Rancilio Silvia Pro: First impressions

After a long wait, our first Rancilio Silvia Pro has arrived and is on our bench amongst some other great gear.

We got straight to it, filled it and fired it up.

So….What do you think?

She’s definitely loooong! A buddy who had a look over responded with “Junk in the trunk!”

Out of the box, all was pretty familiar. Ours had been primed by the importer, so it had a quick drink and began heating. The group was plenty hot with 15 minutes of warmup, so it’s looking like it will come to temperature pretty fast.

Looking at the front, nothing much to see here other than the PID display which conveniently acts as a shot timer when in operation. The hot water wand is obviously a new inclusion. All switches other than the power switch are spring loaded in that they activate the function required and then pop back as they were initially.

As it warmed, we watched the PID come to temp and then it got busy heating the steam boiler. The diode over the steam handle switched on permanently and we were ready to shoot.

In the etxMax was a beautiful 5 day old Ethiopia Yirgacheffe Honey process and it became the first shot. A tad tight. A little grind adjustment and we were looking like we were in the zone. One shot each for two players. Freaking good and definitely as good as any other dual boiler PID machine out there. It’s looking positive so far…

We tried a couple of piccolos with milk. Milk texture- good, and quick enough through the ball-jointed wand. The wand has 3 holes and pretty fine bore, so things were ok here. The pressure is lower than your typical Silvia, but it’s also much easier to drive: By no means crazy fast, but no major concerns.

So what of the steam switch? What we found is that when the switch it activated, power to the steam boiler is cut until reactivated. It turns your Silvia Pro into a shot only machine if required.

To this point, there has been some discussion online as to the feed of water to the brew boiler: In general, dual boiler machines feed “pre-warmed” water to the brew boiler via a heat exchanger in the steam boiler. The Silvia doesn’t do this and instead receives cold water from the tank. Is it an issue? We decided on some Scace testing to check what’s happening with shot temps in different scenarios….(see below).


We opened up… It’s like a 60’s Holden with a heap of fresh air and I guess that it could be somewhat dictated by the availability of suitable off the shelf parts/boilers? This machine could easily have been 5cm, perhaps even 10cm shallower with a revised tank and/or boilers? Woulda/coulda? There is a heap of dead space…

  • The brew boiler could easily move forward
  • Plenty of dead space beside the steam boiler and under the visible plumb run from the steam boiler to the hot water solenoid. We think it would have been easily possible to better use the available real estate. The steam boiler could even have been laid down and moved partially under the brew boiler for a far more compact machine. Regardless, this won’t affect usability and the machine won’t be too tricky to work on for routine tasks.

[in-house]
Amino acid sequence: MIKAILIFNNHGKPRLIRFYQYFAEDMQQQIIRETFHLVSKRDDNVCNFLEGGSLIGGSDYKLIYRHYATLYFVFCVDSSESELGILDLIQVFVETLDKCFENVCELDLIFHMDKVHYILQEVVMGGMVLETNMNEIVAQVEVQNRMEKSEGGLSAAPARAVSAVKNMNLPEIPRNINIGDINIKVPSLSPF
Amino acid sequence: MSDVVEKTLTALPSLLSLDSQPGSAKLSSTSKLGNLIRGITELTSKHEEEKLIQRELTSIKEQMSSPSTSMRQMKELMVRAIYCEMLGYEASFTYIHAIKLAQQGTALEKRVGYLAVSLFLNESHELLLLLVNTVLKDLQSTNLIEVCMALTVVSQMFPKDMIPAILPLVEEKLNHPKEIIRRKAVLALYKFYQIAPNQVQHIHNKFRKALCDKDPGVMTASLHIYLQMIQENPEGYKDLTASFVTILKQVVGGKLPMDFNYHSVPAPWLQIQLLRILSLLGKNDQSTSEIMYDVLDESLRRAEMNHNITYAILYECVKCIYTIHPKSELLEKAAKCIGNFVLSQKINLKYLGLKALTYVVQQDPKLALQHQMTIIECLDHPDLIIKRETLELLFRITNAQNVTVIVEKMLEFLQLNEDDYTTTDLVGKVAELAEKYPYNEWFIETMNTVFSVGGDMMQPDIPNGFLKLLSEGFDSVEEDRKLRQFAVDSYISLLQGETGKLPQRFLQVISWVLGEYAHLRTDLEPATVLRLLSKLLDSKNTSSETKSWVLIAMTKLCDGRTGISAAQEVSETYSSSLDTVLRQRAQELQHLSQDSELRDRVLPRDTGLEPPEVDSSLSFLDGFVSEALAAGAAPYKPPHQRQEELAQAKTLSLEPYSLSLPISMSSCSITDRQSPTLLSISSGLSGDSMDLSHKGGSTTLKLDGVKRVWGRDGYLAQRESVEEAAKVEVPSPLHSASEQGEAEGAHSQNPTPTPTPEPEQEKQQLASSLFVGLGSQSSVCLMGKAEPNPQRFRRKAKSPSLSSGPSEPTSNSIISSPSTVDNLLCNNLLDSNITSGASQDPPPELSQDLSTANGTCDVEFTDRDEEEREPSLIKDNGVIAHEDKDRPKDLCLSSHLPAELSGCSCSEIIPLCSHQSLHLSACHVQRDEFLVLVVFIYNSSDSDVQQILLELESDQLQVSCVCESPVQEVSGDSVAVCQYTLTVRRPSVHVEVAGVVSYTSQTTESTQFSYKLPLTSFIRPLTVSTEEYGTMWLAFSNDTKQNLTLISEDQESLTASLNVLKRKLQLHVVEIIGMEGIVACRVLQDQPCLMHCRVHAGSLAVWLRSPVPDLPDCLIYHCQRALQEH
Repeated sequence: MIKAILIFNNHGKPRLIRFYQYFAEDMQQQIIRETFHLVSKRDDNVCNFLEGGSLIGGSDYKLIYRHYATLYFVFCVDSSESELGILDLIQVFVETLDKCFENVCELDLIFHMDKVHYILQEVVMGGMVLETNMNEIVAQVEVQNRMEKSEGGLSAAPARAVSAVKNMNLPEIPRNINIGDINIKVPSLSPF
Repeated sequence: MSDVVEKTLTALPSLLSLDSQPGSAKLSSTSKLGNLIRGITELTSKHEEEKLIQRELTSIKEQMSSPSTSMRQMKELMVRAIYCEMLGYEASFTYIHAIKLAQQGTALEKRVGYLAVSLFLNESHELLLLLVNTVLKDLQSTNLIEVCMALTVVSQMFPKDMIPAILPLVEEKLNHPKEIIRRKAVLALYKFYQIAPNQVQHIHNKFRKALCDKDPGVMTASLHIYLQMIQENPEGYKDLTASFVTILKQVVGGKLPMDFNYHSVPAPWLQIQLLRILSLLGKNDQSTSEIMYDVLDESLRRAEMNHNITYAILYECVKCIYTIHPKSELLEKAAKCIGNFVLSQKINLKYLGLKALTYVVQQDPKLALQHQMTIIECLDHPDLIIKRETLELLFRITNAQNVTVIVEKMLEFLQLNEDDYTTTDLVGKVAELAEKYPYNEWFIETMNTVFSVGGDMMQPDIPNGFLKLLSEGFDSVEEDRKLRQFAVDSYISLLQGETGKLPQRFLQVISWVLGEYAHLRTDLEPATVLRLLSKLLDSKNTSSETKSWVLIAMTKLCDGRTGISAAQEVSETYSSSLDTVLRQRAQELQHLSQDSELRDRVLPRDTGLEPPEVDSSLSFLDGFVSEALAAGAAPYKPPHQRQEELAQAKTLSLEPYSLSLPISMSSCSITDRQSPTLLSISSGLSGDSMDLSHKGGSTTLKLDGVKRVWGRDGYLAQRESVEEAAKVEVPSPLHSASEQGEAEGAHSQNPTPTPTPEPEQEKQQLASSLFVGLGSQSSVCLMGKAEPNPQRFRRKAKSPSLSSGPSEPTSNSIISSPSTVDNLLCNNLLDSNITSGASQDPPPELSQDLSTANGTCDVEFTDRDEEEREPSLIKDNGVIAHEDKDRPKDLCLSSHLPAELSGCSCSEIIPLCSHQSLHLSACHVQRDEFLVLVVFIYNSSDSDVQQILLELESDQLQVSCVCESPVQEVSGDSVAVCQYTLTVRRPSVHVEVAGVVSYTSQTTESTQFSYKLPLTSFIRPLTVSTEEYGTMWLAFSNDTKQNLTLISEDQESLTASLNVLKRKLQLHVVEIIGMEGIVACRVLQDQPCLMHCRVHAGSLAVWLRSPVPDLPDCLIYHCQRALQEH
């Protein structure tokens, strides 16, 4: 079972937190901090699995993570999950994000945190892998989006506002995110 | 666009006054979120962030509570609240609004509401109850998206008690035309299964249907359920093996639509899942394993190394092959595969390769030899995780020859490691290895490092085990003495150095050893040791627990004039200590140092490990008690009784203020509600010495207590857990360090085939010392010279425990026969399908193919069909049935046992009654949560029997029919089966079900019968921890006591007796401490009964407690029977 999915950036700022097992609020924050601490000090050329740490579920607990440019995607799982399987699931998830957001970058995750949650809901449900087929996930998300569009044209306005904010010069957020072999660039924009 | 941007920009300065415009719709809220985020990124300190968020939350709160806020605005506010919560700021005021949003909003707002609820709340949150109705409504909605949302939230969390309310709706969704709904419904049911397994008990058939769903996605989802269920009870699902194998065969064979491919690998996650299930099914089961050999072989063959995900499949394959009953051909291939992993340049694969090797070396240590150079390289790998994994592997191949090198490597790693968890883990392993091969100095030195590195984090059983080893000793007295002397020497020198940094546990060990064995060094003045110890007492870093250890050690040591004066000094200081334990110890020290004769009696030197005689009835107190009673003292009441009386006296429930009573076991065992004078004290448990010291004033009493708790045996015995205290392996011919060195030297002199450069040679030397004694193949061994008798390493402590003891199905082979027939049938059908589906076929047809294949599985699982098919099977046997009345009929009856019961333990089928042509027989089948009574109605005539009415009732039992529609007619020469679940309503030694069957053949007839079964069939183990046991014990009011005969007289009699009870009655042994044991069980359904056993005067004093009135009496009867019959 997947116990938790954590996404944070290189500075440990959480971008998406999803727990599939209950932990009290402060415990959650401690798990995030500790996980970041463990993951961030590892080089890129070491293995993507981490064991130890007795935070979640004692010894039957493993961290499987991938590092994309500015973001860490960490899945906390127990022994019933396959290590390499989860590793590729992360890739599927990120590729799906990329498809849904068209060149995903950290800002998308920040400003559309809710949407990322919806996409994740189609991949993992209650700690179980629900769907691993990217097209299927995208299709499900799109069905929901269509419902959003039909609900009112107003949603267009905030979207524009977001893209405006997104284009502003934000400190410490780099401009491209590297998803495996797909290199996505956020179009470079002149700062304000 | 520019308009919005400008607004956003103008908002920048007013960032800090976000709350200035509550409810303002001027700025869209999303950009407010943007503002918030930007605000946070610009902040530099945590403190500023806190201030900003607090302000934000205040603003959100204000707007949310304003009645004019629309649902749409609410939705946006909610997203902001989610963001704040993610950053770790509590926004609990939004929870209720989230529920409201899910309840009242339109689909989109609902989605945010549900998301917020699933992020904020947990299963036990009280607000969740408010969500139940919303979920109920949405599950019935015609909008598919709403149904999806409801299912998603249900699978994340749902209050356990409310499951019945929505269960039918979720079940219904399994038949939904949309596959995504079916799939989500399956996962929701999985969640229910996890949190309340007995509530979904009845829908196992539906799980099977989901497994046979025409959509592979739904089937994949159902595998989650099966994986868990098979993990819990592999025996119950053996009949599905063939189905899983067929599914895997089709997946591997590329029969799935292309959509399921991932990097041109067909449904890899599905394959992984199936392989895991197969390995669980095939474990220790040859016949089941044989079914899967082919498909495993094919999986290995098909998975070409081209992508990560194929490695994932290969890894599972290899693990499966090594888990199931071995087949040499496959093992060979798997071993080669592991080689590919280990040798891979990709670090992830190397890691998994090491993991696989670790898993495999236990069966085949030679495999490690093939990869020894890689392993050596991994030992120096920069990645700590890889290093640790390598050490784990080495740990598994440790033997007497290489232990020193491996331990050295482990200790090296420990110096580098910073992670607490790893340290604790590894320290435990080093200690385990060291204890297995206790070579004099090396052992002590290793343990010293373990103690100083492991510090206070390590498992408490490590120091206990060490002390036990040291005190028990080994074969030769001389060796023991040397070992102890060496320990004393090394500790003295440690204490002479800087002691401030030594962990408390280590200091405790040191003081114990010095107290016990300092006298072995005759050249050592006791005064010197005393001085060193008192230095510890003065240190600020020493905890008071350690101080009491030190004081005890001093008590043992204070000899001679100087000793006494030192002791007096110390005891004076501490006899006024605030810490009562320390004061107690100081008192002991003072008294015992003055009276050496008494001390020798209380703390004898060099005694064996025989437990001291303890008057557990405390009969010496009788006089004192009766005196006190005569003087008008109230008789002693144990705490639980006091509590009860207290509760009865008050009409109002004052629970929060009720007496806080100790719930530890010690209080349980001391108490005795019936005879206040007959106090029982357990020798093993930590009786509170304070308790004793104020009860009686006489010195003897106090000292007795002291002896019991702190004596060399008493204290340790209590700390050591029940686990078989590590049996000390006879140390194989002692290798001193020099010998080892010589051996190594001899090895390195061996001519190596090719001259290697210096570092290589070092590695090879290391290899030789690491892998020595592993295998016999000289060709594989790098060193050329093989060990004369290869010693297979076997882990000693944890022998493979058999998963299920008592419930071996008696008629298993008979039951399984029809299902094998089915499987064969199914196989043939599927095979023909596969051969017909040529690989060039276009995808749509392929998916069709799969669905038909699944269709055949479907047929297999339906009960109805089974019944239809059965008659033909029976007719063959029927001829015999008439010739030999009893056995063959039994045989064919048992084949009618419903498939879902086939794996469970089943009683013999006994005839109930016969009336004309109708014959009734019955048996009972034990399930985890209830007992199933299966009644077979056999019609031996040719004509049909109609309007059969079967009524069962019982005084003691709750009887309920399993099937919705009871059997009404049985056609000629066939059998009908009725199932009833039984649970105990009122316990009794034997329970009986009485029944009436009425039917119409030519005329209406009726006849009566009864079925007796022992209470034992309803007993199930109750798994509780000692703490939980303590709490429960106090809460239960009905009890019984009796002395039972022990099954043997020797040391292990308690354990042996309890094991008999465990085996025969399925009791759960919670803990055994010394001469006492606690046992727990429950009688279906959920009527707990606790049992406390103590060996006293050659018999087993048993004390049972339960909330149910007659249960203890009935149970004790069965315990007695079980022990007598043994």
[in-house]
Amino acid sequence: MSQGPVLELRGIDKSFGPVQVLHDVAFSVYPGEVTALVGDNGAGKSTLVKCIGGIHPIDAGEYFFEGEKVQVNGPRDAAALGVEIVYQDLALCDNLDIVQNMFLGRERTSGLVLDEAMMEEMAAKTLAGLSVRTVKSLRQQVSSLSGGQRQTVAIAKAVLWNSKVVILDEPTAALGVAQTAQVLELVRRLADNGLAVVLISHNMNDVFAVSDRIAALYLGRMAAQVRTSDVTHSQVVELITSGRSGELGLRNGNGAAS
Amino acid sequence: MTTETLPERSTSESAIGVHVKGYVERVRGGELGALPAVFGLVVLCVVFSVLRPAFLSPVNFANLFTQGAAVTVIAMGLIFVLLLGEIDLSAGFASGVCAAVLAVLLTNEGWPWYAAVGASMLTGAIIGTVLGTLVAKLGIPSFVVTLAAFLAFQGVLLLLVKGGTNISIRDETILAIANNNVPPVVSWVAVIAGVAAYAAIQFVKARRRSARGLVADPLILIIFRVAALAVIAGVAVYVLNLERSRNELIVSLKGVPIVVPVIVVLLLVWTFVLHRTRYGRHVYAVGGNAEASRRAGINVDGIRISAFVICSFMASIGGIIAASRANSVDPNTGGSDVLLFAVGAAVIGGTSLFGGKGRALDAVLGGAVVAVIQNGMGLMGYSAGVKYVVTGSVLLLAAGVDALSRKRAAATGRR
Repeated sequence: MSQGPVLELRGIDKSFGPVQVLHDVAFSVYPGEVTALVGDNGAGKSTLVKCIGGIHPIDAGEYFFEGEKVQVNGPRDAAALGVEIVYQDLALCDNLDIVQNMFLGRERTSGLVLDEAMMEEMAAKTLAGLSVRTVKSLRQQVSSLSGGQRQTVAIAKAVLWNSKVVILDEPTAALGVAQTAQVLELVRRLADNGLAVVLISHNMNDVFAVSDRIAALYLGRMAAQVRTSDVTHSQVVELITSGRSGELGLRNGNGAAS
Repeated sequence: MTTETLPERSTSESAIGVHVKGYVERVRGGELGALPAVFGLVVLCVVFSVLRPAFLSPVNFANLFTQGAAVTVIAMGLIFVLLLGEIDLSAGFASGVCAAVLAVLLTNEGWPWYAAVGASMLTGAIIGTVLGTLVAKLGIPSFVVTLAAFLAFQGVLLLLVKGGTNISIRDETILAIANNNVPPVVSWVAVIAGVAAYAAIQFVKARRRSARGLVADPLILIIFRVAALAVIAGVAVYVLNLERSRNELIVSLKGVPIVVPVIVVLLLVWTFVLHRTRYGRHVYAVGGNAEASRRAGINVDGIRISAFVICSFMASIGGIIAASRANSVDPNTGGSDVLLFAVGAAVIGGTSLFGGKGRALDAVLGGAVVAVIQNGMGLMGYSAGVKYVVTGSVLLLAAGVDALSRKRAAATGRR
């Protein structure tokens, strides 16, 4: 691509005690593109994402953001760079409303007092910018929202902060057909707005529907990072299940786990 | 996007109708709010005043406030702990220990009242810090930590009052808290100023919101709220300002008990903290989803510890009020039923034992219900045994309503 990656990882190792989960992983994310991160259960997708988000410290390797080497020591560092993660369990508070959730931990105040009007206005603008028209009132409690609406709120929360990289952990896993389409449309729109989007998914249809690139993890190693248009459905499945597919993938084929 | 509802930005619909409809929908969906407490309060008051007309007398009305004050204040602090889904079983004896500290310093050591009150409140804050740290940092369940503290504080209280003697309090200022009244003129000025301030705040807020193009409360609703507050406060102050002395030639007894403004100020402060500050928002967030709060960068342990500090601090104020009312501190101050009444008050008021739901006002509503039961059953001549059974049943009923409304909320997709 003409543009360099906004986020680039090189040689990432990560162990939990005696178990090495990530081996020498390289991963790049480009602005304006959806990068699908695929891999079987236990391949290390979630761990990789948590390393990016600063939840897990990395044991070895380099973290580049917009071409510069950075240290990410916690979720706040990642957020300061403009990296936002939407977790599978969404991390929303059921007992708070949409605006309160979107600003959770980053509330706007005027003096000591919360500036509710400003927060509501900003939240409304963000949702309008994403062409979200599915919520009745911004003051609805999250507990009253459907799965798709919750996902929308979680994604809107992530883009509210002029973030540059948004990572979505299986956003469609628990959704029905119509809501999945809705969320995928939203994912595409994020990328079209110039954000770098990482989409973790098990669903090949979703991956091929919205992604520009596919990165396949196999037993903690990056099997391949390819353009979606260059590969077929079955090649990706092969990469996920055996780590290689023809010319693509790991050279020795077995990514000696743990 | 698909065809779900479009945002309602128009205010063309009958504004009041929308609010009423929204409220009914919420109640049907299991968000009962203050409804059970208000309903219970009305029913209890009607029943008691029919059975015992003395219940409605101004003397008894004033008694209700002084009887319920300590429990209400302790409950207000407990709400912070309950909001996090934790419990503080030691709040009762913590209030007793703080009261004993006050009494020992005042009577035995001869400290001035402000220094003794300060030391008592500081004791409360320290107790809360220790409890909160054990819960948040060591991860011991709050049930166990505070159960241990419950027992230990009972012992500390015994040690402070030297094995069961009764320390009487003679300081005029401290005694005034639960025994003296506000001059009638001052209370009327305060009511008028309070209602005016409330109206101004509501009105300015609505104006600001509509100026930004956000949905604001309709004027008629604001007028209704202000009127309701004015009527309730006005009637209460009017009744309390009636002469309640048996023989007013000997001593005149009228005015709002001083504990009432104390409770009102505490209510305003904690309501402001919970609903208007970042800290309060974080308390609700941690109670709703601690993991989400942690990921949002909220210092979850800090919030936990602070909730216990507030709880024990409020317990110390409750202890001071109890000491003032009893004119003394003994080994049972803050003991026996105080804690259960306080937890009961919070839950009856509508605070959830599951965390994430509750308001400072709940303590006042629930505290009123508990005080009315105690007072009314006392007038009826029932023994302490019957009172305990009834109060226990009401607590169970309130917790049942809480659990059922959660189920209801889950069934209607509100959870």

One item flagged is that although the brew element is replaceable, the steam element is integral to the steam boiler and if something goes pop, it’s likely to be the steam element, not the brew element. We have asked the question as to what class of element is being employed here. With the stainless elements used in brew, failure is relatively rare these days. You’d want longevity for the steam element as there would no doubt be “ouch factor” should a steam boiler need to be replaced. Mark a negative for sustainability. If we can find out anything about the steam element, we’ll update here.

With the original Silvia, a cottage boiler rebirth industry existed. You brought your cooked Silvia boiler with dead element to “the guy”. He drilled out and installed a replaceable element which saved you money the next time it died. All changed with the V5 Silvia in that the element was easily replaceable should it die. What will the steam boiler longevity be? Time will tell…


  • Our basic observations are that heating time from cold is rapid and after 10 minutes of warm up, shot temperature is reliable and repeatable after  3 or 4 shots or backflushes. It’s realistic to allow 10 minutes from cold to thermal stability. Steam was also up to operating pressure within 10 minutes.
  • The brew boiler is always prioritised, so during brew recovery after pulling a shot, steam can be quickly depleted, especially if an autofill event were to occur. That stated, the response to steam usage is also quick. Scace device logs are below for those into graphs. The absence of a heat exchanger is no major impediment as the small brew boiler recovers rapidly.

Other thoughts:

Steam? The steam boiler at 1.0 litre is smaller than more expensive, larger form factor competitors. Nevertheless, it’s fine for a couple of regular coffees and the steam recovers pretty quickly for usual family requirements. It’s not made for coffee cart duty but you will be fine for that dinner party.

Weird: The timer function is crude and is reminiscent of your dishwasher. “How many hours do you want me to wait until I start?”

Nice: Inbuilt PID functions to drain brew or steam boiler make for easier descaling if/when required. Regardless, we still recommend that high quality espresso suitable water be used…

In conclusion…

On the whole so far, our first impressions are that it’s pretty good. This bigger, dual boiler version of the little machine that can does the job well and offers good performance at this price point.

If you’d like to learn more, you can download a copy of the Silvia Pro user manual

When can I buy one?


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